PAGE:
I would like to be very explicit about the making of a forcing bed, for there are some points of importance. The top board on the front or path side of the bed should be one foot ana it should be hinged just at the surface of the sand. Why this is important is that when the little plants are in flower or just opening their bells you can let down this top board and water the bed without wetting the flowers or buds, and this is very important.
For the first ten days, or till the pips have grown three or four inches, they are covered with wooden shutters which almost entirely exclude the light, then these are replaced by cloth shutters; cheese-cloth oiled and fastened on frames will do nicely and the last few days these are removed and they are given full light, but no direct sunlight. I have often noticed in handling valley that was in boxes that even if fully developed it quickly wilts if exposed to any draught.
This same place will do for the summer and fall growing, but little bottom heat is needed, though shade and watering are the same. In summer in addition to the portable shading over the plants the house should be shaded and made as cool as possible.
We always handle a good many of the flowers during the short week they are in bloom out of doors, and very poor stuff they often are. A heavy shower will quickly ruin them. Every florist who has the ground should have some beds outside, planted with good pips. The beds will last for years. They should be made the size of your frames or planted in permanent frames. Then when winter was over you could put on the sash and with water and shade produce some very fine flowers and foliage several days ahead of the common, unprotected stuff.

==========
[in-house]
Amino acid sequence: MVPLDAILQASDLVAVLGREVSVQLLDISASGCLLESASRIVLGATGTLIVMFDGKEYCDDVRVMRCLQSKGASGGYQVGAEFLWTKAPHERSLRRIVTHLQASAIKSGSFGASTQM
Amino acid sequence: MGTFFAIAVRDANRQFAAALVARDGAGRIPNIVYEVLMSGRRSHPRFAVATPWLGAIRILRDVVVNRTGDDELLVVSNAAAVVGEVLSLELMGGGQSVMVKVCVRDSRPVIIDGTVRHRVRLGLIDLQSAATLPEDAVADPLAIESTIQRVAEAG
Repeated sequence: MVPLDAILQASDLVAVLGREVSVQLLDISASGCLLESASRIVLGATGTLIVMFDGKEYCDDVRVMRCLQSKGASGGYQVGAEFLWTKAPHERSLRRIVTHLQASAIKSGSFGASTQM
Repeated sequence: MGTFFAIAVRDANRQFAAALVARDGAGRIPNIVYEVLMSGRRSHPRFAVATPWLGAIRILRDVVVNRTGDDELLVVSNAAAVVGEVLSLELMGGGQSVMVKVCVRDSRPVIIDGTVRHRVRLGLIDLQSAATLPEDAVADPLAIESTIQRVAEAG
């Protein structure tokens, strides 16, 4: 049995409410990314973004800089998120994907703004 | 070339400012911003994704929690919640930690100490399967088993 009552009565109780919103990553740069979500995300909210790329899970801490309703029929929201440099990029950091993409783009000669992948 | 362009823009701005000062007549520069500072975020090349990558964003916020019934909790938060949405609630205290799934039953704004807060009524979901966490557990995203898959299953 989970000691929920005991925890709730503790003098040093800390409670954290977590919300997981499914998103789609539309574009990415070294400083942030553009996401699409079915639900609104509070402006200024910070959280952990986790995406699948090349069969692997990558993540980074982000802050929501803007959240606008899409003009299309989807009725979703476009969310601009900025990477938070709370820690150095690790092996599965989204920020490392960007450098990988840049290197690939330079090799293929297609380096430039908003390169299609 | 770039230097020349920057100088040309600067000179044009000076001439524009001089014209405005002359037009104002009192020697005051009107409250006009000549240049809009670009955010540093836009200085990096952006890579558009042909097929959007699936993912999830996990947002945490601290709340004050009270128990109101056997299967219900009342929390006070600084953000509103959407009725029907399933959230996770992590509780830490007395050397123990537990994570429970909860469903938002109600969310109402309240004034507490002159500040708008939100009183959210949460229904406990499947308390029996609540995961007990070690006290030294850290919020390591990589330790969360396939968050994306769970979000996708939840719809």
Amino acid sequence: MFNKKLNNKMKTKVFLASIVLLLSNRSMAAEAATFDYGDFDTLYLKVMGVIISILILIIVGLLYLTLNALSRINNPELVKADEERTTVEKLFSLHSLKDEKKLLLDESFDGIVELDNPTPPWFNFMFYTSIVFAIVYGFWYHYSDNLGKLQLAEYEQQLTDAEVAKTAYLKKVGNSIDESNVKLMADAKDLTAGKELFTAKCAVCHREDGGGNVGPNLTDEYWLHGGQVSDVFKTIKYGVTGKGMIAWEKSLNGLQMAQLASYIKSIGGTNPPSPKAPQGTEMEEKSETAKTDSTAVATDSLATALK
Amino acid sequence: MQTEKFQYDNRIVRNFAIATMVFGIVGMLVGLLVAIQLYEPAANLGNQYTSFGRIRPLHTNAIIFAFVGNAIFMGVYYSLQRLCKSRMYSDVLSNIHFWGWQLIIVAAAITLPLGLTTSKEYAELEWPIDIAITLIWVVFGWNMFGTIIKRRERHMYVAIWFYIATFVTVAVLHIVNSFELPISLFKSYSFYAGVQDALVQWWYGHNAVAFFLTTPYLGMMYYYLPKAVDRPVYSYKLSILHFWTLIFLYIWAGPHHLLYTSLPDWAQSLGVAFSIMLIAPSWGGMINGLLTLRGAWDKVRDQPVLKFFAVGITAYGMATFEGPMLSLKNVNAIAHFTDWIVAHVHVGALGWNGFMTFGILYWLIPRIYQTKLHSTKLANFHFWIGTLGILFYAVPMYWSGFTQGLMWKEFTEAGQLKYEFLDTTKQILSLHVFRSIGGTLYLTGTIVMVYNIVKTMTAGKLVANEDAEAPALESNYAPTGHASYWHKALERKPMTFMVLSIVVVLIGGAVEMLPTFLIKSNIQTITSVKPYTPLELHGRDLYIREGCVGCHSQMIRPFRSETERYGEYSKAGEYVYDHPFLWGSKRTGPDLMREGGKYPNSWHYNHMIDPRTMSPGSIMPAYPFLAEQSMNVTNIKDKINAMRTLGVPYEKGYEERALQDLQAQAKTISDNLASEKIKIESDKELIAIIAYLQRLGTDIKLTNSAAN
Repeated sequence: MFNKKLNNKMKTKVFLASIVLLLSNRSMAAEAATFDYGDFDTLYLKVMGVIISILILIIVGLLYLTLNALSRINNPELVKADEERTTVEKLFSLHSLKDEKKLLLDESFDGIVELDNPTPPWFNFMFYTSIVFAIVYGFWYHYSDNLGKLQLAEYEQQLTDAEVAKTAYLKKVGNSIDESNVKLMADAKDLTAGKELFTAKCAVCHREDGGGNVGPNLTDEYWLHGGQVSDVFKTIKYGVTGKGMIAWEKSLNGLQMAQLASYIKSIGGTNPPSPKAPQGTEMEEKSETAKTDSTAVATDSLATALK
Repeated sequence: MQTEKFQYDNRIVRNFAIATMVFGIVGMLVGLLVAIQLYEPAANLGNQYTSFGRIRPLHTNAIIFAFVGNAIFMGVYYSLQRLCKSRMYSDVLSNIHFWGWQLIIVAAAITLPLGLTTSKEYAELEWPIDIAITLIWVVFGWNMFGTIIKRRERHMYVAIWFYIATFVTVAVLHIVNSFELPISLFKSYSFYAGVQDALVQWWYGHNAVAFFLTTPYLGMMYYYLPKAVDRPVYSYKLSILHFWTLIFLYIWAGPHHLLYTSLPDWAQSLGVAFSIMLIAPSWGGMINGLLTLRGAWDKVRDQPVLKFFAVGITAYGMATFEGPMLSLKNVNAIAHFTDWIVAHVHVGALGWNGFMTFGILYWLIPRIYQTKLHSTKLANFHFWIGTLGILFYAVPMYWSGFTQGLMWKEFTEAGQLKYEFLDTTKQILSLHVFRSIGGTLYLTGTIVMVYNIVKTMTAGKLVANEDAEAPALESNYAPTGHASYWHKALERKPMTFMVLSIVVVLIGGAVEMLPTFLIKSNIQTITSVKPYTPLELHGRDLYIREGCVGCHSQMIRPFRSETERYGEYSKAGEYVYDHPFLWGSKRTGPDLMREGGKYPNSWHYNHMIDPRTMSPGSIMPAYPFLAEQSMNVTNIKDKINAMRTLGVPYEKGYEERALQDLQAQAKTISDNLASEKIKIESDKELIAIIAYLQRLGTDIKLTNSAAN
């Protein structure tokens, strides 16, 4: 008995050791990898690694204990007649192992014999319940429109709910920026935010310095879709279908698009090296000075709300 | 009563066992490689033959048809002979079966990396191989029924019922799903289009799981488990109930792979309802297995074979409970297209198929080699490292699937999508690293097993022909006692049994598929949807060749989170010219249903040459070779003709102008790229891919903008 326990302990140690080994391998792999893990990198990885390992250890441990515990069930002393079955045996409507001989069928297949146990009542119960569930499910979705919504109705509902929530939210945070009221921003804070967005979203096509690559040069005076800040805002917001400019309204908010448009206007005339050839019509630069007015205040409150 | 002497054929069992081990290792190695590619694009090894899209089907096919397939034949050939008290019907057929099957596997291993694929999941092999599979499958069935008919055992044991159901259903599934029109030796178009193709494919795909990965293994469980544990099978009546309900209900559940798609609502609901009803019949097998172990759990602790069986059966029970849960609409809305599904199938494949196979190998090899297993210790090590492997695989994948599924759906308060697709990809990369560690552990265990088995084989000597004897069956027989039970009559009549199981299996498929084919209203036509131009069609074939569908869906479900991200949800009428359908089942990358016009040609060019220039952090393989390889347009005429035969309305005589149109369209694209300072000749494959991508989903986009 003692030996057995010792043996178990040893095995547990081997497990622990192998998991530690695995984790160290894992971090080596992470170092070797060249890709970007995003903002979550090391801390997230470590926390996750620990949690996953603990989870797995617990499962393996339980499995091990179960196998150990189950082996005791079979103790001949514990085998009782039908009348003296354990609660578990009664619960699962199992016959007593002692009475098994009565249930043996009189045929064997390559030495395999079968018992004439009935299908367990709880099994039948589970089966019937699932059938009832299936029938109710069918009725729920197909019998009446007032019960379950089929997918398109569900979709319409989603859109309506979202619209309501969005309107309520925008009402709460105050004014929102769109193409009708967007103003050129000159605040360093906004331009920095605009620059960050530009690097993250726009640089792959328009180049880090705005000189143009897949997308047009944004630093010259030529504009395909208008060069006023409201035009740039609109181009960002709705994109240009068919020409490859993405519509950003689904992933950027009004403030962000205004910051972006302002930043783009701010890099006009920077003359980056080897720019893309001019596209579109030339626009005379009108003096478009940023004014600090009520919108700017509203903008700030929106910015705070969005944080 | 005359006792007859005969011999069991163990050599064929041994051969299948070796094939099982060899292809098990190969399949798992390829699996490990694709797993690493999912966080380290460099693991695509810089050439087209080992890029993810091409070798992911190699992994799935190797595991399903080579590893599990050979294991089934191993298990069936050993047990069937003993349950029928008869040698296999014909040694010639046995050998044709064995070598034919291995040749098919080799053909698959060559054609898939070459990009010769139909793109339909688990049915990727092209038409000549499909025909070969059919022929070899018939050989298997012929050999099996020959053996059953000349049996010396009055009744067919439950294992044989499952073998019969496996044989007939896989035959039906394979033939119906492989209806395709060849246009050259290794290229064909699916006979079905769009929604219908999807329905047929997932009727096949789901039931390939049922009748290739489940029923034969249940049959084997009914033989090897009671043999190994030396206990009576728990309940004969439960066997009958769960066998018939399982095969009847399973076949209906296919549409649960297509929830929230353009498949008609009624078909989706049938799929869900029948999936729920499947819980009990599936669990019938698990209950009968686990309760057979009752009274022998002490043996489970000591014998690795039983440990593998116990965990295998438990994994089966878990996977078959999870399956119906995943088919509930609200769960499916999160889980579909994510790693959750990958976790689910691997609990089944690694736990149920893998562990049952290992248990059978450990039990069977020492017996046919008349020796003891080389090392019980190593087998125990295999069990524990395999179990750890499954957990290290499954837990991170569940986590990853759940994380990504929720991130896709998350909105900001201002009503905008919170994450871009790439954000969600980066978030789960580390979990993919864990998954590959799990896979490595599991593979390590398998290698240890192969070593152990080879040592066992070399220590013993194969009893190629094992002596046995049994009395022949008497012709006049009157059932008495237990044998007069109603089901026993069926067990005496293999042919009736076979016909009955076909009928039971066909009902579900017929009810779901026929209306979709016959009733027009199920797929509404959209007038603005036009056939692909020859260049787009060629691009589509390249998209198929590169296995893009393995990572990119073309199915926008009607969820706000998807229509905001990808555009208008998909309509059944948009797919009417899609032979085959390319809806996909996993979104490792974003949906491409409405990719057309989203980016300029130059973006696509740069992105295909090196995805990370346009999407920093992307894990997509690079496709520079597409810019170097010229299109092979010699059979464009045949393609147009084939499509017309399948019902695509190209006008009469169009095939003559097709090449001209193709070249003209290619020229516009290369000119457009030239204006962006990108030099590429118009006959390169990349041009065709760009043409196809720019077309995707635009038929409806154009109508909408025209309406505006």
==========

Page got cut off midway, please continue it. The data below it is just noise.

Lily of the Valley Forced on Hot Water Pipes.
Lily of the Valley from Pips out of Cold Storage.
Some six years ago we planted several thousand roots of imported valley which cost only $3 per thousand. They did not flower till last year, but increased in strength each year. This spring one bed was covered with sash and shaded, with the result that we cut a crop of grand flowers which you would not believe were from the same roots as those unprotected. The trouble with the outside beds is that they are left too long without transplanting and become a mass of roots with no soil left to feed on.
It would be also possible with the aid of some ice and shade to retard your crop a week or ten days after the outside flowers were gone, all of which would be much cheaper than the most ready way of forcing the imported pips.
Lily of the valley can never recede in public favor. It has all the attributes that appeal to the most refined and delicate senses. Its grace and simple beauty are unsurpassed and its delicate odor is loved by all. Even supposing you don't get more than seventy-live per cent of good flowers, then it is a more profitable flower to the grower and retailer than almost anything you handle, and there is no greenhouse where provision could not be made for its successful culture.
Pans and pots of it sell at Christmas and Easter. They can be treated just as described above, but a better way is to select roots with some perfect flowers and foliage and put them into the pans when in full bloom. There is no fraud about this, as if kept moist they last just as long as those grown in the pans from the start and will have a better appearance. I have never had any satisfaction from the imported clumps and would not advise any one to bother with them.